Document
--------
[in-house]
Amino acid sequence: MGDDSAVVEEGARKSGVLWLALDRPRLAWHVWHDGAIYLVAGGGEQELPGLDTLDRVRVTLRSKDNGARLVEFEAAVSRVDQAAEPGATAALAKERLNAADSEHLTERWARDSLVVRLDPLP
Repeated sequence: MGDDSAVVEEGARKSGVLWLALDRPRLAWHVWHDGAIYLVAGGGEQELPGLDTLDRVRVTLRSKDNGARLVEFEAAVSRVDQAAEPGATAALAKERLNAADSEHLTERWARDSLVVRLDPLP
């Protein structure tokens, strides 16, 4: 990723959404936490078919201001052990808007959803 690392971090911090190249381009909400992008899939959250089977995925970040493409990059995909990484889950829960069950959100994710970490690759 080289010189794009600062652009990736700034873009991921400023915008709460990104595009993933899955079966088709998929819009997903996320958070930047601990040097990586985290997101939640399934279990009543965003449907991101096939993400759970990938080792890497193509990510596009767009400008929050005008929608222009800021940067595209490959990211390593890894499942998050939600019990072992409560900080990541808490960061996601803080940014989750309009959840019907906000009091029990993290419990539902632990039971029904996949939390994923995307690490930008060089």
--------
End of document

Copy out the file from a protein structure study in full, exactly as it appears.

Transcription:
[in-house]
Amino acid sequence: MGDDSAVVEEGARKSGVLWLALDRPRLAWHVWHDGAIYLVAGGGEQELPGLDTLDRVRVTLRSKDNGARLVEFEAAVSRVDQAAEPGATAALAKERLNAADSEHLTERWARDSLVVRLDPLP
Repeated sequence: MGDDSAVVEEGARKSGVLWLALDRPRLAWHVWHDGAIYLVAGGGEQELPGLDTLDRVRVTLRSKDNGARLVEFEAAVSRVDQAAEPGATAALAKERLNAADSEHLTERWARDSLVVRLDPLP
């Protein structure tokens, strides 16, 4: 990723959404936490078919201001052990808007959803 690392971090911090190249381009909400992008899939959250089977995925970040493409990059995909990484889950829960069950959100994710970490690759 080289010189794009600062652009990736700034873009991921400023915008709460990104595009993933899955079966088709998929819009997903996320958070930047601990040097990586985290997101939640399934279990009543965003449907991101096939993400759970990938080792890497193509990510596009767009400008929050005008929608222009800021940067595209490959990211390593890894499942998050939600019990072992409560900080990541808490960061996601803080940014989750309009959840019907906000009091029990993290419990539902632990039971029904996949939390994923995307690490930008060089």